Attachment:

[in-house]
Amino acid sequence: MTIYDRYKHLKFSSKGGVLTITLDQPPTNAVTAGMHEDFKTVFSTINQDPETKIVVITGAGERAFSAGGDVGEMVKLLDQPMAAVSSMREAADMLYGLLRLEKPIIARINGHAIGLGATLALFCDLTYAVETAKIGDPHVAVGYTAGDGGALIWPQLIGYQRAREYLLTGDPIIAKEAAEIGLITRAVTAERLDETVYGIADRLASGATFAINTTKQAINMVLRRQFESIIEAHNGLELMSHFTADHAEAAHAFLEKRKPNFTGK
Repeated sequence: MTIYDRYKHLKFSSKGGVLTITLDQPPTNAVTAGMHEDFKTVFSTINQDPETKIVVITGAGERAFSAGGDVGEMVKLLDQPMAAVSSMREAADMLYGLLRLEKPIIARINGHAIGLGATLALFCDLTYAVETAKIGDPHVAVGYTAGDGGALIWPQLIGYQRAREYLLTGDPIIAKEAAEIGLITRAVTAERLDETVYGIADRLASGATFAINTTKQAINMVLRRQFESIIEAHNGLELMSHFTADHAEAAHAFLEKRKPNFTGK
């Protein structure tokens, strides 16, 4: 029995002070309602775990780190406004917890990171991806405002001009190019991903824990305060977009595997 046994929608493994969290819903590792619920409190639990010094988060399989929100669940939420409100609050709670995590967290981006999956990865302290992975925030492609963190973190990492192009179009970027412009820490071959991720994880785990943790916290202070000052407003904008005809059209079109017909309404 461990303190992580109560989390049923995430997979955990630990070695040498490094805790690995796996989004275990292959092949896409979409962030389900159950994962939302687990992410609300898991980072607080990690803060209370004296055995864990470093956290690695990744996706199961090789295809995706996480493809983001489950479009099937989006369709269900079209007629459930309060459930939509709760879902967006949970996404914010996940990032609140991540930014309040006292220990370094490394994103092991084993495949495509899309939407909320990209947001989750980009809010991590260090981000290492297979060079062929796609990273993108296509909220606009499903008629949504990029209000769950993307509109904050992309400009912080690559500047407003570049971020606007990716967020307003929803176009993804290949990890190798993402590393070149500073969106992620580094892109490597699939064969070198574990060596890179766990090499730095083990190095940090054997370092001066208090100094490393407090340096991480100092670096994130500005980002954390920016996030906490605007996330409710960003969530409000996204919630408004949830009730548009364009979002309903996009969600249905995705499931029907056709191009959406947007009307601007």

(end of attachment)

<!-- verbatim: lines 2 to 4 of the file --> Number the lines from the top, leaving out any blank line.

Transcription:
Amino acid sequence: MTIYDRYKHLKFSSKGGVLTITLDQPPTNAVTAGMHEDFKTVFSTINQDPETKIVVITGAGERAFSAGGDVGEMVKLLDQPMAAVSSMREAADMLYGLLRLEKPIIARINGHAIGLGATLALFCDLTYAVETAKIGDPHVAVGYTAGDGGALIWPQLIGYQRAREYLLTGDPIIAKEAAEIGLITRAVTAERLDETVYGIADRLASGATFAINTTKQAINMVLRRQFESIIEAHNGLELMSHFTADHAEAAHAFLEKRKPNFTGK
Repeated sequence: MTIYDRYKHLKFSSKGGVLTITLDQPPTNAVTAGMHEDFKTVFSTINQDPETKIVVITGAGERAFSAGGDVGEMVKLLDQPMAAVSSMREAADMLYGLLRLEKPIIARINGHAIGLGATLALFCDLTYAVETAKIGDPHVAVGYTAGDGGALIWPQLIGYQRAREYLLTGDPIIAKEAAEIGLITRAVTAERLDETVYGIADRLASGATFAINTTKQAINMVLRRQFESIIEAHNGLELMSHFTADHAEAAHAFLEKRKPNFTGK
């Protein structure tokens, strides 16, 4: 029995002070309602775990780190406004917890990171991806405002001009190019991903824990305060977009595997 046994929608493994969290819903590792619920409190639990010094988060399989929100669940939420409100609050709670995590967290981006999956990865302290992975925030492609963190973190990492192009179009970027412009820490071959991720994880785990943790916290202070000052407003904008005809059209079109017909309404 461990303190992580109560989390049923995430997979955990630990070695040498490094805790690995796996989004275990292959092949896409979409962030389900159950994962939302687990992410609300898991980072607080990690803060209370004296055995864990470093956290690695990744996706199961090789295809995706996480493809983001489950479009099937989006369709269900079209007629459930309060459930939509709760879902967006949970996404914010996940990032609140991540930014309040006292220990370094490394994103092991084993495949495509899309939407909320990209947001989750980009809010991590260090981000290492297979060079062929796609990273993108296509909220606009499903008629949504990029209000769950993307509109904050992309400009912080690559500047407003570049971020606007990716967020307003929803176009993804290949990890190798993402590393070149500073969106992620580094892109490597699939064969070198574990060596890179766990090499730095083990190095940090054997370092001066208090100094490393407090340096991480100092670096994130500005980002954390920016996030906490605007996330409710960003969530409000996204919630408004949830009730548009364009979002309903996009969600249905995705499931029907056709191009959406947007009307601007």